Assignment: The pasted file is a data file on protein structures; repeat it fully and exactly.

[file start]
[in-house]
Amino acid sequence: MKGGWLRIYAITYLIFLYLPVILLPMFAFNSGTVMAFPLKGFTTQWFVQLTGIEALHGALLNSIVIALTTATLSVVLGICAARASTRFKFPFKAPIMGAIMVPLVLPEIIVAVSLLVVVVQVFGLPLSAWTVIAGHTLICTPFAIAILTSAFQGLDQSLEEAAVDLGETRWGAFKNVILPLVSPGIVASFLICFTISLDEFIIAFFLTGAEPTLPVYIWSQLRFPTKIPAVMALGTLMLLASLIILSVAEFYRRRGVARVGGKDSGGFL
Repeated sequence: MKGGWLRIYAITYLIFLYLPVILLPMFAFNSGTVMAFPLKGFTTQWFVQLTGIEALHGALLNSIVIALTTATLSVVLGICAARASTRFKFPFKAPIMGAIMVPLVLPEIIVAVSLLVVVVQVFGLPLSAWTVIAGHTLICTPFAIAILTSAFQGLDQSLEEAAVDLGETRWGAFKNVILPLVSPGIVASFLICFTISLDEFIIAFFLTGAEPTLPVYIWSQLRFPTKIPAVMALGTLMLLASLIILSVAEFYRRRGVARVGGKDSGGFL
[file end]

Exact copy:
[in-house]
Amino acid sequence: MKGGWLRIYAITYLIFLYLPVILLPMFAFNSGTVMAFPLKGFTTQWFVQLTGIEALHGALLNSIVIALTTATLSVVLGICAARASTRFKFPFKAPIMGAIMVPLVLPEIIVAVSLLVVVVQVFGLPLSAWTVIAGHTLICTPFAIAILTSAFQGLDQSLEEAAVDLGETRWGAFKNVILPLVSPGIVASFLICFTISLDEFIIAFFLTGAEPTLPVYIWSQLRFPTKIPAVMALGTLMLLASLIILSVAEFYRRRGVARVGGKDSGGFL
Repeated sequence: MKGGWLRIYAITYLIFLYLPVILLPMFAFNSGTVMAFPLKGFTTQWFVQLTGIEALHGALLNSIVIALTTATLSVVLGICAARASTRFKFPFKAPIMGAIMVPLVLPEIIVAVSLLVVVVQVFGLPLSAWTVIAGHTLICTPFAIAILTSAFQGLDQSLEEAAVDLGETRWGAFKNVILPLVSPGIVASFLICFTISLDEFIIAFFLTGAEPTLPVYIWSQLRFPTKIPAVMALGTLMLLASLIILSVAEFYRRRGVARVGGKDSGGFL